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Monday, December 09, 2019 {{ new Date().getDay() }}

Reprinted with permission from Creators.

After Hillary Clinton lost the presidential race, there were a few days there when it looked as if a lot of women would be done with politics.

If we couldn’t elect the most qualified person ever to run for president, what was the point, right?

Being women, however, we quickly recalibrated. Many in our ranks are doing something rather extraordinary, historically speaking.

They are considering a run for office.

“We’ve been inundated,” Debbie Walsh told me Wednesday. “In a good way.”

Walsh said applications are up around the country for training, including at Rutgers. Normally, 150 or so sign up for a session. In March, CAWP had to change venues to accommodate 270 women — and still had to turn away some.

In New Jersey and Virginia, two states holding legislative elections this year, a wave of female first-time candidates say they were spurred into action by the January women's march, and dismay over the election results. (June 5)

Emily’s List, which helps female candidates who support abortion rights, states on its website that more than 14,000 women have signed up to run since Election Day, and another 7,000 people have agreed to help them.

Those numbers aren’t the only thing that has changed since Election Day.

“What I’m seeing this year are women who aren’t waiting to be asked,” Walsh said. “You know that line, ‘If we aren’t at the table, we’re on the menu’? Well, a lot of women feel they’re on the chopping block. What they care about is in jeopardy, and they’re not sitting on the sidelines anymore.”

Walsh says history is instructive. “No movement happens overnight. Civil rights, same-sex marriage, women’s suffrage — even the tea party took time. We must be in this for the long haul. This change in our country — despite what we saw in the last election — takes time. We cannot expect that this will turn on a dime, and we can take satisfaction in victories along the way.”

Patience, in other words — as focused as it is willful.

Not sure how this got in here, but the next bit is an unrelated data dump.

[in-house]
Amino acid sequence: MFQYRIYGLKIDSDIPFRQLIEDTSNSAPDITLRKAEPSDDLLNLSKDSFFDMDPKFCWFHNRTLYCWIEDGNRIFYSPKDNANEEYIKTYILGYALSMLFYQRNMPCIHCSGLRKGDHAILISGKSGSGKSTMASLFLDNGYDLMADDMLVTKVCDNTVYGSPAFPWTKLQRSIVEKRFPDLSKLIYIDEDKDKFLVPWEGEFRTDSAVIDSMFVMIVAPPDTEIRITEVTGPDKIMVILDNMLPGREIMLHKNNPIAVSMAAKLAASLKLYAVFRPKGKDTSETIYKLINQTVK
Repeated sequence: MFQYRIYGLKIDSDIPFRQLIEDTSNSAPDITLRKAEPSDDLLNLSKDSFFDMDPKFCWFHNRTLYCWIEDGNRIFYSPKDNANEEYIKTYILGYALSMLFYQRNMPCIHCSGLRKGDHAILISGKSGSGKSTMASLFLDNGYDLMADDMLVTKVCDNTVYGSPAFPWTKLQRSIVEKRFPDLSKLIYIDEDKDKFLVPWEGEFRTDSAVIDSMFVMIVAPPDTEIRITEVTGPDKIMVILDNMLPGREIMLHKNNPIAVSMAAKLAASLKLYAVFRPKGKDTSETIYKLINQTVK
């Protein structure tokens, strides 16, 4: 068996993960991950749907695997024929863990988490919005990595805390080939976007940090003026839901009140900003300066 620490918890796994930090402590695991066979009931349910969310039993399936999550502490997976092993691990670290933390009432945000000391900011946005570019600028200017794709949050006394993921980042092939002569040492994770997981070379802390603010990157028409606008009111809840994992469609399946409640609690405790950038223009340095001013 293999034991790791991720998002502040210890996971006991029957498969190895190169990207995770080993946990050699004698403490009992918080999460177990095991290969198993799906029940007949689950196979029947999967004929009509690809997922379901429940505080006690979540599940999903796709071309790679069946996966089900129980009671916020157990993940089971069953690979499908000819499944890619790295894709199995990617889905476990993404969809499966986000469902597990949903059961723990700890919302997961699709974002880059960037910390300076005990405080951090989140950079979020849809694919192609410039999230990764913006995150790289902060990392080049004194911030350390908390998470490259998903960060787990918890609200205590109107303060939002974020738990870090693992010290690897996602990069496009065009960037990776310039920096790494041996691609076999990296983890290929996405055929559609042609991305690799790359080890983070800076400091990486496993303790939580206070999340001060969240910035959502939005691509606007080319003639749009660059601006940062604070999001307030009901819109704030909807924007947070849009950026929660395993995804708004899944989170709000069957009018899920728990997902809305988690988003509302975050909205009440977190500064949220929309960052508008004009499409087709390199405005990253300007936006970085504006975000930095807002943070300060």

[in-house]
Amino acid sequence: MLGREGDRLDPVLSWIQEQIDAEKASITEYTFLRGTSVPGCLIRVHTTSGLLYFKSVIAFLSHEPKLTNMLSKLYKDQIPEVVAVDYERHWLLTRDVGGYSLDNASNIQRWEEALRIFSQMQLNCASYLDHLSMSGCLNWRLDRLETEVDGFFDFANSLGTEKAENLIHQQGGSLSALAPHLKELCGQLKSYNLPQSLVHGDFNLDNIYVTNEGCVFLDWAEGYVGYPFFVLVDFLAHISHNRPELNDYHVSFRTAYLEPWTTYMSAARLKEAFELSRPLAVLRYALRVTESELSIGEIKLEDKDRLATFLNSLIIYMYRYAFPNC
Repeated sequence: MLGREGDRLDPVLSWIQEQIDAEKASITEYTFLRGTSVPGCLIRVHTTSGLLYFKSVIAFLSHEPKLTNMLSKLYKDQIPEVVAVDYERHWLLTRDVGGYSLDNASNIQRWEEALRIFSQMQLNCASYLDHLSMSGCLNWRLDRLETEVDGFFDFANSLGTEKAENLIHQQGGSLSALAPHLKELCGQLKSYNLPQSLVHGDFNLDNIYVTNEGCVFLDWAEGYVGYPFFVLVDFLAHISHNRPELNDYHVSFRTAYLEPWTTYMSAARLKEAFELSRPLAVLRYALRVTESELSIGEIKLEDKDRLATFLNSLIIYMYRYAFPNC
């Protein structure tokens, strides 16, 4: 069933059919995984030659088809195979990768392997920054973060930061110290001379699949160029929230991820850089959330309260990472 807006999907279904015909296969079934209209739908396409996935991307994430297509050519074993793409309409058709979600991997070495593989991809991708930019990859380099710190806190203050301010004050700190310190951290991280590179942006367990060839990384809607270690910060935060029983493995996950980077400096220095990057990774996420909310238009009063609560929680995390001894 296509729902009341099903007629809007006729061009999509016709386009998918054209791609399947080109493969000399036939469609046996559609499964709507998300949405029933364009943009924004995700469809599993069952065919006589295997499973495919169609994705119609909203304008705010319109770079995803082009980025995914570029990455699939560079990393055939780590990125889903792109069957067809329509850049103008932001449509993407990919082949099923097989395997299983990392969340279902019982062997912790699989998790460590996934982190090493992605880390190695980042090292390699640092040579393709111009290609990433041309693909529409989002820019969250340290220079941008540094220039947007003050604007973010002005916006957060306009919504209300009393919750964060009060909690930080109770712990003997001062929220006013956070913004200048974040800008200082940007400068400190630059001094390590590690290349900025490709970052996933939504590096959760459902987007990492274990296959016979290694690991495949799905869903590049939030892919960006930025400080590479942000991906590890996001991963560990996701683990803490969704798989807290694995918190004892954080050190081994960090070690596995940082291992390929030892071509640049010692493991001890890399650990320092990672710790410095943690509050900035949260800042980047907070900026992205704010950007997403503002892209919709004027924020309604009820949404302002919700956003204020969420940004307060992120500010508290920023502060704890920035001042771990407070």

Also, we must support one another across generations. I implore more of my fellow baby boomers to step up and support the next generation of female leaders. I’m not suggesting we step aside; rather, I’m saying we should make room.

As I write this, I am looking through the windows at the trees we have planted in our backyard in recent years. One for each grandchild. I see them as extensions of these children we love. Clayton’s Callery pear. Jackie’s serviceberry. Leo’s lilac. Milo’s Japanese maple. Carolyn’s white pine. We just planted a wisteria for the granddaughter on her way.

Already, the trees nurture other lives, as birds build nests in their branches and feast on the purple berries of our first granddaughter’s tree. Every winter, I stare at their bare branches and will them to survive. Every spring, I snap photos of the grandchildren standing next to their trees to track the growth of both, celebrating every inch of progress.

Had you told me in my ambitious thirties and forties that I could take such joy in a handful of fledgling trees, I would have laughed you out of my way. Like so many women my age, I still possess plenty of ambition, but I have reached that point in life when one must decide how to parcel it out.

If our success is our only legacy, it dies with us. If, on the other hand, we channel some of our ambition into the future of others, the best parts of us will never die.

Isn’t that a glorious way to go?

 

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